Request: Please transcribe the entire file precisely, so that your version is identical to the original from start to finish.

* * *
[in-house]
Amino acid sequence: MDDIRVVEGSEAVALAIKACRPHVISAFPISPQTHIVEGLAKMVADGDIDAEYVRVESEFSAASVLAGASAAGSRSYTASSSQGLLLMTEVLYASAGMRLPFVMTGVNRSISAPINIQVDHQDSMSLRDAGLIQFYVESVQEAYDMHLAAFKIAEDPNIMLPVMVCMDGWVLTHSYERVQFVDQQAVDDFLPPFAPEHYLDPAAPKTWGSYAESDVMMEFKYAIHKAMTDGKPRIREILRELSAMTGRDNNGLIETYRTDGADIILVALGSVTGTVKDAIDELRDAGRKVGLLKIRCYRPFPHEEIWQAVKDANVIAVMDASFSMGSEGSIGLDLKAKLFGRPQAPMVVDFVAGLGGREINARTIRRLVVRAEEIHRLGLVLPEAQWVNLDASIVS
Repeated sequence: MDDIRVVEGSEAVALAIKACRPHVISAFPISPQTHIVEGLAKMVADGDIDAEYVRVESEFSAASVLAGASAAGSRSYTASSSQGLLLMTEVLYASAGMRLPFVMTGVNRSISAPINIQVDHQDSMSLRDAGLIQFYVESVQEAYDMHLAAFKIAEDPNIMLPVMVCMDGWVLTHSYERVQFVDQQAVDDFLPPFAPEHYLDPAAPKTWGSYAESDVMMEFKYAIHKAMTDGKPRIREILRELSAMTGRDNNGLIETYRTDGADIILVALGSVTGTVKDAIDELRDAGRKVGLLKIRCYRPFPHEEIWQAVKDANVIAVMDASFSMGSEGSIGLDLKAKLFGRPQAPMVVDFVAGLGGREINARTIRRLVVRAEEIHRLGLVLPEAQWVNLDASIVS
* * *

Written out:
[in-house]
Amino acid sequence: MDDIRVVEGSEAVALAIKACRPHVISAFPISPQTHIVEGLAKMVADGDIDAEYVRVESEFSAASVLAGASAAGSRSYTASSSQGLLLMTEVLYASAGMRLPFVMTGVNRSISAPINIQVDHQDSMSLRDAGLIQFYVESVQEAYDMHLAAFKIAEDPNIMLPVMVCMDGWVLTHSYERVQFVDQQAVDDFLPPFAPEHYLDPAAPKTWGSYAESDVMMEFKYAIHKAMTDGKPRIREILRELSAMTGRDNNGLIETYRTDGADIILVALGSVTGTVKDAIDELRDAGRKVGLLKIRCYRPFPHEEIWQAVKDANVIAVMDASFSMGSEGSIGLDLKAKLFGRPQAPMVVDFVAGLGGREINARTIRRLVVRAEEIHRLGLVLPEAQWVNLDASIVS
Repeated sequence: MDDIRVVEGSEAVALAIKACRPHVISAFPISPQTHIVEGLAKMVADGDIDAEYVRVESEFSAASVLAGASAAGSRSYTASSSQGLLLMTEVLYASAGMRLPFVMTGVNRSISAPINIQVDHQDSMSLRDAGLIQFYVESVQEAYDMHLAAFKIAEDPNIMLPVMVCMDGWVLTHSYERVQFVDQQAVDDFLPPFAPEHYLDPAAPKTWGSYAESDVMMEFKYAIHKAMTDGKPRIREILRELSAMTGRDNNGLIETYRTDGADIILVALGSVTGTVKDAIDELRDAGRKVGLLKIRCYRPFPHEEIWQAVKDANVIAVMDASFSMGSEGSIGLDLKAKLFGRPQAPMVVDFVAGLGGREINARTIRRLVVRAEEIHRLGLVLPEAQWVNLDASIVS